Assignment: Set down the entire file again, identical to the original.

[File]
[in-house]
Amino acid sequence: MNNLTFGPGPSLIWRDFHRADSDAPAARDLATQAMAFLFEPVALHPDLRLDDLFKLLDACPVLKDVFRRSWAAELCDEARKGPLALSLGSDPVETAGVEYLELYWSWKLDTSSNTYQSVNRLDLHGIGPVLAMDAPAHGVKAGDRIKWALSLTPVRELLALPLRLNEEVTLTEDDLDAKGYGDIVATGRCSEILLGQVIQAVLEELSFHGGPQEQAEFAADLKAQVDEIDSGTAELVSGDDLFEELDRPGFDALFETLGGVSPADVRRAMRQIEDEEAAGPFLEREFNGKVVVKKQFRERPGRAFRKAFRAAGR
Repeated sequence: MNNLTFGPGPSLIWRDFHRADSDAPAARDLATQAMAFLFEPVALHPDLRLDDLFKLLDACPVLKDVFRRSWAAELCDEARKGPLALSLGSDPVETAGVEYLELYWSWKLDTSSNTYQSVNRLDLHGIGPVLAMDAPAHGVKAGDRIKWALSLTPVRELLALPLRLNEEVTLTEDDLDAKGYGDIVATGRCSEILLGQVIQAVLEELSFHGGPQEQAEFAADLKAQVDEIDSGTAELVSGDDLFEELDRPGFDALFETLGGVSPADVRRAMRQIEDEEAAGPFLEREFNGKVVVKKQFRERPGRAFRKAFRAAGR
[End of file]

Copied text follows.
[in-house]
Amino acid sequence: MNNLTFGPGPSLIWRDFHRADSDAPAARDLATQAMAFLFEPVALHPDLRLDDLFKLLDACPVLKDVFRRSWAAELCDEARKGPLALSLGSDPVETAGVEYLELYWSWKLDTSSNTYQSVNRLDLHGIGPVLAMDAPAHGVKAGDRIKWALSLTPVRELLALPLRLNEEVTLTEDDLDAKGYGDIVATGRCSEILLGQVIQAVLEELSFHGGPQEQAEFAADLKAQVDEIDSGTAELVSGDDLFEELDRPGFDALFETLGGVSPADVRRAMRQIEDEEAAGPFLEREFNGKVVVKKQFRERPGRAFRKAFRAAGR
Repeated sequence: MNNLTFGPGPSLIWRDFHRADSDAPAARDLATQAMAFLFEPVALHPDLRLDDLFKLLDACPVLKDVFRRSWAAELCDEARKGPLALSLGSDPVETAGVEYLELYWSWKLDTSSNTYQSVNRLDLHGIGPVLAMDAPAHGVKAGDRIKWALSLTPVRELLALPLRLNEEVTLTEDDLDAKGYGDIVATGRCSEILLGQVIQAVLEELSFHGGPQEQAEFAADLKAQVDEIDSGTAELVSGDDLFEELDRPGFDALFETLGGVSPADVRRAMRQIEDEEAAGPFLEREFNGKVVVKKQFRERPGRAFRKAFRAAGR